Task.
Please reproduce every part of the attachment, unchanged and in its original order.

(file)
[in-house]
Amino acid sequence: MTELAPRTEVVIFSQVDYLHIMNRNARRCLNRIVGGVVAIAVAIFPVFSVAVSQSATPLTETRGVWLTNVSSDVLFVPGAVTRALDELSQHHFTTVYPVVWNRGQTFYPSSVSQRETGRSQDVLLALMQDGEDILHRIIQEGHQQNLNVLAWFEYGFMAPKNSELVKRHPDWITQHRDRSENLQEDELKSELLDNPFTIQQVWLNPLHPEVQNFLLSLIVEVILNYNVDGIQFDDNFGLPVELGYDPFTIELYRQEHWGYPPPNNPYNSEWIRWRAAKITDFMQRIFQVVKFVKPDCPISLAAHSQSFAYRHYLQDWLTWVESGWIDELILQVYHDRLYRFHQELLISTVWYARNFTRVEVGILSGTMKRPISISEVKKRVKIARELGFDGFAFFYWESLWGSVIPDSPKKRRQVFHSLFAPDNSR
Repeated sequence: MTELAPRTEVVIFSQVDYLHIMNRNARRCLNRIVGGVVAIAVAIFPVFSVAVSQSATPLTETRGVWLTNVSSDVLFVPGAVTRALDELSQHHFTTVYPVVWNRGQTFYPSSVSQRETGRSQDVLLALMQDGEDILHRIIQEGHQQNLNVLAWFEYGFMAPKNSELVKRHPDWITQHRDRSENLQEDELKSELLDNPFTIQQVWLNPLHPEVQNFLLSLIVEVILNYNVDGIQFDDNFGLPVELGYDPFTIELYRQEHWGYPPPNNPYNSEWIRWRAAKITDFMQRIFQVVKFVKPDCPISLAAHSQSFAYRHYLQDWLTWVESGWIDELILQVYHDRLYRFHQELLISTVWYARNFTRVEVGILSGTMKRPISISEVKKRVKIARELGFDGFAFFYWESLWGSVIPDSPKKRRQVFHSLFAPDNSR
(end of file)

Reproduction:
[in-house]
Amino acid sequence: MTELAPRTEVVIFSQVDYLHIMNRNARRCLNRIVGGVVAIAVAIFPVFSVAVSQSATPLTETRGVWLTNVSSDVLFVPGAVTRALDELSQHHFTTVYPVVWNRGQTFYPSSVSQRETGRSQDVLLALMQDGEDILHRIIQEGHQQNLNVLAWFEYGFMAPKNSELVKRHPDWITQHRDRSENLQEDELKSELLDNPFTIQQVWLNPLHPEVQNFLLSLIVEVILNYNVDGIQFDDNFGLPVELGYDPFTIELYRQEHWGYPPPNNPYNSEWIRWRAAKITDFMQRIFQVVKFVKPDCPISLAAHSQSFAYRHYLQDWLTWVESGWIDELILQVYHDRLYRFHQELLISTVWYARNFTRVEVGILSGTMKRPISISEVKKRVKIARELGFDGFAFFYWESLWGSVIPDSPKKRRQVFHSLFAPDNSR
Repeated sequence: MTELAPRTEVVIFSQVDYLHIMNRNARRCLNRIVGGVVAIAVAIFPVFSVAVSQSATPLTETRGVWLTNVSSDVLFVPGAVTRALDELSQHHFTTVYPVVWNRGQTFYPSSVSQRETGRSQDVLLALMQDGEDILHRIIQEGHQQNLNVLAWFEYGFMAPKNSELVKRHPDWITQHRDRSENLQEDELKSELLDNPFTIQQVWLNPLHPEVQNFLLSLIVEVILNYNVDGIQFDDNFGLPVELGYDPFTIELYRQEHWGYPPPNNPYNSEWIRWRAAKITDFMQRIFQVVKFVKPDCPISLAAHSQSFAYRHYLQDWLTWVESGWIDELILQVYHDRLYRFHQELLISTVWYARNFTRVEVGILSGTMKRPISISEVKKRVKIARELGFDGFAFFYWESLWGSVIPDSPKKRRQVFHSLFAPDNSR